Immersion Software brings the Mexican based wrestling magic of the Luchador to the gaming world in Lucha Libre: AAA: Heroes del Ring.
'Lucha Libre AAA: Heroes Del Ring' will only appeal to a small selection of gamers. However, this section of gamers are hungry, and will eat anything up that has to do with spectacle of wrestling. How do I know this? Because I am one of them. I bashfully love my wrestling games and have hitting the virtual squared-circle before they even existed on the consoles. Yes, arcade wrestling, you couldn't beat it. Well, in retrospect, some of those games were pretty bad, but heck, they were fun and that is what the "sport" is all about. So if you love wrestling games you will find something to love in Lucha Libre. But, be warned, this isn't the most technical piece of software we've seen.
The Lucha Spin on Wrastlin'
Compared to the WWE, the AAA promotion might not be as popular, but like anything, there will be fans of the promotion playing the game. I have only viewed a few AAA matches, so the whole AAA Luchador experience was fresh. Although, AAA is based on the same drama and action that I have come to love from other promotions, there are some differences. The first difference is the most obvious one, the six-sided ring that takes place over the "normal" four-sided ring that is used in most brands. Secondly, the characters (the majority who wear masks) have an interesting back story that usually gets pretty outlandish. The whole Kane, Undertaker, Paul Bearer seems like Family Ties in comparison. Lastly, the emphasis on crowd interaction makes a bigger difference on the outcome of the matches and has been turned into a game mechanic that is used to build up power to activate your special finishing move. Undoubtedly an important feature, as hitting your finisher usually accounts for the 1-2-3.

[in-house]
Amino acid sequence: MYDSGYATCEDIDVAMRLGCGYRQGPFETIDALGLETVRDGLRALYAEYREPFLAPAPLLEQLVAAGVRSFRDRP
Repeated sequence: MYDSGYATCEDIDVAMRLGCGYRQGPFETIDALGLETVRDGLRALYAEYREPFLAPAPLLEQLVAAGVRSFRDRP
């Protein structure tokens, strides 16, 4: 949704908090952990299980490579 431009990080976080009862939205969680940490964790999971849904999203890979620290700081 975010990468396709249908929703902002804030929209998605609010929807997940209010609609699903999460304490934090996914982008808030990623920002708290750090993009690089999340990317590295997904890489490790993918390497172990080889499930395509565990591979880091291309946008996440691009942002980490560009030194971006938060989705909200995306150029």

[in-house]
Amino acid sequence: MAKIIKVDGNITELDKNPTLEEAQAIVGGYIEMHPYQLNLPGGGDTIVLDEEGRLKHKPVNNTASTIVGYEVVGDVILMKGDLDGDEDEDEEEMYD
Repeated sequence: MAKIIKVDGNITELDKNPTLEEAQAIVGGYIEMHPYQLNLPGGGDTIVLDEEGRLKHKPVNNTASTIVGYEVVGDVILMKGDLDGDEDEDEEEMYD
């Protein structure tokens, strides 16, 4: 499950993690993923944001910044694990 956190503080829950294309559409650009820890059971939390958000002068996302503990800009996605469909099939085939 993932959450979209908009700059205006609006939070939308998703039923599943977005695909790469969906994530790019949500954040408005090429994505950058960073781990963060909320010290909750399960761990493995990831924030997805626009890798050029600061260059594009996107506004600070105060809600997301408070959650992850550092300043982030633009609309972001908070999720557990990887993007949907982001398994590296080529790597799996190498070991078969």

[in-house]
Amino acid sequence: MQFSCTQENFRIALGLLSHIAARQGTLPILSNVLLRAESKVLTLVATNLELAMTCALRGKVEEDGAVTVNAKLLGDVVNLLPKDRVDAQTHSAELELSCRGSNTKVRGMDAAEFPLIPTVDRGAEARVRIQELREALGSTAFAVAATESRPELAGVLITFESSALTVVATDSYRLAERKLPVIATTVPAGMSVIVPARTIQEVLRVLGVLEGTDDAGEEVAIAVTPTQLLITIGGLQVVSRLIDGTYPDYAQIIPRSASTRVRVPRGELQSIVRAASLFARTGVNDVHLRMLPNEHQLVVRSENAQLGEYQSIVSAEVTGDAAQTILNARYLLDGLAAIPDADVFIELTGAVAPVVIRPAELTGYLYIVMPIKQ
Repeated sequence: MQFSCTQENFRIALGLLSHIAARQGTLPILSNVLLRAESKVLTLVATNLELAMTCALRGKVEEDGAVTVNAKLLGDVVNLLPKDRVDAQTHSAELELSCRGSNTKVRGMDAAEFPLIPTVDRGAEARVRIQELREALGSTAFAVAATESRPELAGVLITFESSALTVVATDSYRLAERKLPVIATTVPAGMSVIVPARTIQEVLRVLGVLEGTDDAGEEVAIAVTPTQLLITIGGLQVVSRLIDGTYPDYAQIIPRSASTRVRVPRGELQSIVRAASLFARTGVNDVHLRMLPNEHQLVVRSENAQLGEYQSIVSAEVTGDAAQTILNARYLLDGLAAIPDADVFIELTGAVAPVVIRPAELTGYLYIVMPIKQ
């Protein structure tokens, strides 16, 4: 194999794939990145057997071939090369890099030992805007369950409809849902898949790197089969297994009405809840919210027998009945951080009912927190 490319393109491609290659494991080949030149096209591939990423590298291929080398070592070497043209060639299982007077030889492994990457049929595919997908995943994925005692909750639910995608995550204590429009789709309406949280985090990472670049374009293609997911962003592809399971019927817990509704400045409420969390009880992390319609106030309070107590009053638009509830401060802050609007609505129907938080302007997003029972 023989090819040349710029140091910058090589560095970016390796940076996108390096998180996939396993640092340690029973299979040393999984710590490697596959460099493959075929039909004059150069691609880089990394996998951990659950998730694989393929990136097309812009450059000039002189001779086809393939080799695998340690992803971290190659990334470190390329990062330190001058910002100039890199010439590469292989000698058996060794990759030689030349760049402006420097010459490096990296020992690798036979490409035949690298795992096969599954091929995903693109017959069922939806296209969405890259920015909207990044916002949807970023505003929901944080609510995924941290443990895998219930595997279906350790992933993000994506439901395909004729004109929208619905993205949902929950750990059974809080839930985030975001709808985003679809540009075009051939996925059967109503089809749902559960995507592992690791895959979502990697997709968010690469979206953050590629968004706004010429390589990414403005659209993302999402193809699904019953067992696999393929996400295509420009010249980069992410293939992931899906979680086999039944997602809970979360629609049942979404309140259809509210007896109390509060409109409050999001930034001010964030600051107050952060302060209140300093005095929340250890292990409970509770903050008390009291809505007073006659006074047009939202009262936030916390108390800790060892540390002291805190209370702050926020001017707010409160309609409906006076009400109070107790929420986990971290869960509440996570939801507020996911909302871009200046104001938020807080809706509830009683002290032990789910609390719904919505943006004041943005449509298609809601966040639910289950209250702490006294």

Feels like Old School
Controlling your Luchador borrows from the retro "face-button," strong/weak grapple approach of classic console based wrestling games. Overall the move-set is limited, but you will see some cool moves that you typically don't see. Lucha Libre can feel sluggish, especially with the one button reversal system they put into the game. You really have to learn the timing of the game and not base your reactions off the on-screen action. This is a big negative when dealing with fighting style game. Although once you get the timing of the grappling down, Lucha Libre becomes more pleasurable. Lucha also uses a lot of repetitive button mashing to get out of holds and pinning attempts, which becomes tiresome after a few matches. The only positive about this system is that I liked how it switched buttons while you tap, but common man, there is way too much tapping.
Hair vs. Mask, You Bring the Clippers
Match variations are kept to the standards (1 vs. 1, 1 vs. 2, 1 vs. 3 and 2 vs. 2, triple threat, fatal facing of 4, submission, elimination) with a few extras including the 8 man 'King of Kings Tournament' and a 'Hair vs. Mask' match for extra dose of humiliation. These modes are also available to play online, but I never found anyone online over the few days I reviewed the product. Giving the timing of the release, Lucha might get buried, so expect a weak online community.